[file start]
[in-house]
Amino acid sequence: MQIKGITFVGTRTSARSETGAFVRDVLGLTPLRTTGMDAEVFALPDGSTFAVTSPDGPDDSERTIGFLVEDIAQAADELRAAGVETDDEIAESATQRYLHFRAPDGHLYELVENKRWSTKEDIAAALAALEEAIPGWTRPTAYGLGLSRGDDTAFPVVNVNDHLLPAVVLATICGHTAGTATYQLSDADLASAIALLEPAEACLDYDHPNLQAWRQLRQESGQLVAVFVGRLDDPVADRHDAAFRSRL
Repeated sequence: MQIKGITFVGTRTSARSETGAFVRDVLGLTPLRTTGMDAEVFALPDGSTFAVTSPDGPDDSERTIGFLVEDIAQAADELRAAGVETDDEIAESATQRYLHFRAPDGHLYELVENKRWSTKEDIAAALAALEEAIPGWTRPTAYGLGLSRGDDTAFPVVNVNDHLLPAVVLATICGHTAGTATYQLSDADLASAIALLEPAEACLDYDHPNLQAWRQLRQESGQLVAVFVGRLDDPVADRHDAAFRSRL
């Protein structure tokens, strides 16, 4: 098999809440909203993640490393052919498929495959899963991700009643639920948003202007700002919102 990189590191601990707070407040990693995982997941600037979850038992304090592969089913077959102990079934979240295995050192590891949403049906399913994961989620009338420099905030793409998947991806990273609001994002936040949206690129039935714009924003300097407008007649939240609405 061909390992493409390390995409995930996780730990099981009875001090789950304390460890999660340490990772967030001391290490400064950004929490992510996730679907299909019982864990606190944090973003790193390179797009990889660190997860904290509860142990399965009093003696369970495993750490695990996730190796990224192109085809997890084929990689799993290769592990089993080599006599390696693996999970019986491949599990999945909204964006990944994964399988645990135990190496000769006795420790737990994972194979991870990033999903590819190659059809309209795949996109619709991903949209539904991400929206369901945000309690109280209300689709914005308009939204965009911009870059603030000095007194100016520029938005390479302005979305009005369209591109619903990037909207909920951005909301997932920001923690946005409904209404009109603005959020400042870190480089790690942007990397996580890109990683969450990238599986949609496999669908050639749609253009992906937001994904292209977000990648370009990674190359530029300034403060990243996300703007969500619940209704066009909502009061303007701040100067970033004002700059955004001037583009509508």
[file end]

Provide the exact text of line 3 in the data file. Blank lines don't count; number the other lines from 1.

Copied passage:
Repeated sequence: MQIKGITFVGTRTSARSETGAFVRDVLGLTPLRTTGMDAEVFALPDGSTFAVTSPDGPDDSERTIGFLVEDIAQAADELRAAGVETDDEIAESATQRYLHFRAPDGHLYELVENKRWSTKEDIAAALAALEEAIPGWTRPTAYGLGLSRGDDTAFPVVNVNDHLLPAVVLATICGHTAGTATYQLSDADLASAIALLEPAEACLDYDHPNLQAWRQLRQESGQLVAVFVGRLDDPVADRHDAAFRSRL